A recent decision by the Delaware Chancery Court in the clawback litigation between McDonald’s Corporation and its former CEO highlights the meaning and impact of a common contractual provision: the “integration clause.” Such provisions (sometimes also called “entire agreement” clauses) state that the contract at issue embodies the entire agreement of the parties and supersedes all prior agreements and understandings between them. The Delaware court rebuffed an effort by the former CEO to argue that the integration clause in his separation agreement precludes McDonald’s from asserting that the CEO’s false statements made while negotiating that agreement provide a basis for seeking repayment of severance benefits he received. The court’s opinion lays out the requirements that a contract must satisfy in order to prevent a party from using the other party’s deceptive or fraudulent statements made prior to entering the contract to seek repayment of the consideration provided. The case is McDonald’s Corporation v. Stephen J. Easterbrook.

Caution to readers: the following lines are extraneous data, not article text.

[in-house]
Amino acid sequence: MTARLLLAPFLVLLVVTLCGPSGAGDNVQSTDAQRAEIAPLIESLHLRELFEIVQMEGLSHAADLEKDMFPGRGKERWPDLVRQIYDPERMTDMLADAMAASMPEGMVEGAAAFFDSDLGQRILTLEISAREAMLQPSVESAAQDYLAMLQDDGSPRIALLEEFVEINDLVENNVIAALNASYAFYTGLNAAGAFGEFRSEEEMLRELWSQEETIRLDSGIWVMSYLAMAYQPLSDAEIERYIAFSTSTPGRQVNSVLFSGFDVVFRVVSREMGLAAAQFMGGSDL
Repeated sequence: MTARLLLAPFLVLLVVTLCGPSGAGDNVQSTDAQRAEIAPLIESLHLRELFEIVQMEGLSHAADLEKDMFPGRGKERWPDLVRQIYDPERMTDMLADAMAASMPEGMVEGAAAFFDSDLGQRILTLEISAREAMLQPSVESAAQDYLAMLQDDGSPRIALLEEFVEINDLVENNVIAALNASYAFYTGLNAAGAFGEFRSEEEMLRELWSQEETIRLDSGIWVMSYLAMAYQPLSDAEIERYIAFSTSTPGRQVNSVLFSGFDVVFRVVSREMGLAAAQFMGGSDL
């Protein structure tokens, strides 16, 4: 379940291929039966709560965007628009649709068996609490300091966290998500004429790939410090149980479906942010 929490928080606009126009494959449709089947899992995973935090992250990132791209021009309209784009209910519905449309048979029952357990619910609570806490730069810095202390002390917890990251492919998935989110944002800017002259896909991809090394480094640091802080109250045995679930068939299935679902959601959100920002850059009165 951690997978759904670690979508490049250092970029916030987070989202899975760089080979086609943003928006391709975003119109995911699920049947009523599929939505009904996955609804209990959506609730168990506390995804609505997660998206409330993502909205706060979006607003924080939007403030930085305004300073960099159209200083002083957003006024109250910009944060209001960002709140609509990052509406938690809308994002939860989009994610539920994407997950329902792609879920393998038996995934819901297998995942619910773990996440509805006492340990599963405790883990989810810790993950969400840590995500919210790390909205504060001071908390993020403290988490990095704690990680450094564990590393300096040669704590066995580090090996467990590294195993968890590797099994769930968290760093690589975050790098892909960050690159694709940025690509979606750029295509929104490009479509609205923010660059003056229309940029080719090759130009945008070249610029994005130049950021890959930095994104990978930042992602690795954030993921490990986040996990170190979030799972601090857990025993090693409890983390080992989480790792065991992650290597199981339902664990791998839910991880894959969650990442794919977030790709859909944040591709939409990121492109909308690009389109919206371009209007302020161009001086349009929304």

Background of the McDonald’s Litigation
In 2019, McDonald’s Corporation parted company with its then-CEO, Stephen Easterbrook, finding that he had engaged in an inappropriate relationship with an employee. McDonald’s and Mr. Easterbrook negotiated and entered into an agreement that treated his separation as “without cause” and paid him significant severance benefits. Several months after Mr. Easterbrook’s departure, additional improprieties were brought to the attention of McDonald’s Board, resulting in McDonald’s filing a lawsuit to claw back the severance benefits previously paid. McDonald’s argues that it would not have agreed to the terms of the separation agreement if Mr. Easterbrook had not covered up the extent of his indiscretions.Continue reading “Delaware Court Preserves McDonald’s Right to Seek Clawback of Ex-CEO’s Severance Benefits”